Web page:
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The beautiful Oliwa Cathedral which was very close to where we stayed with Barbara and Marek, and to the lovely Oliwa Park. Sonia thought it was one of the most beautiful churches she ever saw. The angel held high above the altar is awe inspiring and was the first thing that struck me as we entered.

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Oliwa Park on the same day as we visited the Cathedral. Photos of the church are the Oliwa Church, which is separate from the cathedral, and where Barbara and Marek were married.

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Our train trip to Hel, yes Hel, but with only one 'L'. Hel township is at the point of the Hel peninsula, north of Gdansk, and north east of Gdynia. From Gdynia it is only 15 minutes by water taxi, but that will set you back 600 zloty or $300 Aussie. So we opted for the two and a half hour train trip from Gdansk, which was free for us on our Poland/Germany Eurail Pass. There is very reasonably priced Catamaran service to Sopot, Gdynia and Gdansk, but it only operates on weekends, so that option was not available to us, as we visited it on a Monday. As for the town, it is one of Poland's premier tourist destinations, but for us, having such incredibly beautiful beaches in Australia, it did not impress us that much, although it still had it's charm. The tall lighthouse inside the National Park was an impressive site and gave you a good view of the peninsula's surrounds and the town centre was rather quaint. In the end, we could say that we've been to Hel and back, although, Hel, in Polish does not mean anything in particular, but since many people in Gdansk said that "You have to go to Hel", who were we not to comply?

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Tuesday is Tourist Day in Gdansk, meaning that many museums have free admission. This was the day to go and see some of Gdansk's famous museums. The first of which was Arthur's Court or Dwor Artusa, which was a meeting place for the wealthy burghers of Gdansk, who were inspired by the chivalrous traditions of King Arthur and the Knights of the Round Table. It was absolutely brilliant, especially with some of the magnificent huge paintings echoing centuries of history. Next was the Old Town Hall, which was almost as impressive, with the glorious view of the town centre from the baszta or tower. One interesting historical artifact was some old German currency, with notes valued as high as five million marks!!!! Yes, five million marks, which I imagine date back to Germany's chronic inflation in the early 1920s, brought about by the forced reparations it was forced to pay after World War I. Later, we visited Uphagen House, acquired by Johann Uphagen, a town councillor in 1775. Of Belgian/Flemisch descent, he had it demolished and a new residence put in it's place, which, after the destruction of World War II, like much of the Centrum, was beautifully recreated.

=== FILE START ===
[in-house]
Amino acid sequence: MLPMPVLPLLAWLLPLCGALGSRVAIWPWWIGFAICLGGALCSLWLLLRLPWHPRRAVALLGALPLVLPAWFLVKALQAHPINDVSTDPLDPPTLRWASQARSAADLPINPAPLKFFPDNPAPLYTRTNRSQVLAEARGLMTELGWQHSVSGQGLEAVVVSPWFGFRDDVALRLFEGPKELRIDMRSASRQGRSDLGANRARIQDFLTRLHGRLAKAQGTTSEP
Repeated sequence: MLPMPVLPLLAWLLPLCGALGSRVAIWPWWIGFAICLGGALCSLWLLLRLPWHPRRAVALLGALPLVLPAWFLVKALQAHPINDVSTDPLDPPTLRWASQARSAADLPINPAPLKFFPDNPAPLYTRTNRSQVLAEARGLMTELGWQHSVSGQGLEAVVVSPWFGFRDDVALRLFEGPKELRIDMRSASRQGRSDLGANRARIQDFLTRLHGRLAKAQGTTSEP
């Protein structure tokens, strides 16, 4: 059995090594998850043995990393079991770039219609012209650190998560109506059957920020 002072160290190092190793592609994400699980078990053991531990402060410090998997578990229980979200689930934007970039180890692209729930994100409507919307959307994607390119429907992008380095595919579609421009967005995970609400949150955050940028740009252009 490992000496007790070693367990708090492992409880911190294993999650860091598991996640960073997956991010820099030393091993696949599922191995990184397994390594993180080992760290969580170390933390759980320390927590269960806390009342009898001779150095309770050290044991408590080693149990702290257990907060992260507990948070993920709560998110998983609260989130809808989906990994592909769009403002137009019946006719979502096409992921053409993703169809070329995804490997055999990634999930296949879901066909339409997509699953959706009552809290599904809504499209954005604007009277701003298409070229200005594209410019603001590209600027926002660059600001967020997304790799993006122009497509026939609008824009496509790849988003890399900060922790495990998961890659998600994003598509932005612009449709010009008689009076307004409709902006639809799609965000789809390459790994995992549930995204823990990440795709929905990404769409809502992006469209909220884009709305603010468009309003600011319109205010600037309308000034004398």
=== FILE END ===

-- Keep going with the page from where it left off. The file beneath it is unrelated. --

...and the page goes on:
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Once joined to the mainland, Spichlerze Island was created when the new Motlawa Canal was dug in 1576. To get to it, you cross over the Motlawa River from the Green Gate on the eastern side of the the Centrum. Some of the ruins from World War II are still standing, and a good view of the Centrum's water front and the great old Gdansk Crane, built in the 14th Century can be taken in. Later, more shots from the Centrum, including the quintessential Gdansk icon of Neptune.

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The beautiful village of Kartuzy, only 30 Km west of Gdansk or 40 minutes by bus. The Collegiate Church dates back to the 1300s and is situated close to it's smaller lake "jezioro Klasztorne Male" or "small Klasztorne Lake" just south of the town centre. Kartuzy is the capital of the Kashubian Region and the town also has a small but delightful little Kashubian Museum. One photo shows the prayer the "Our Father" in the Kashubian Language, which to me looks similar to Polish, but is clearly is a separate language. Fortunately, we had a beautiful late spring day to enjoy this delightful little village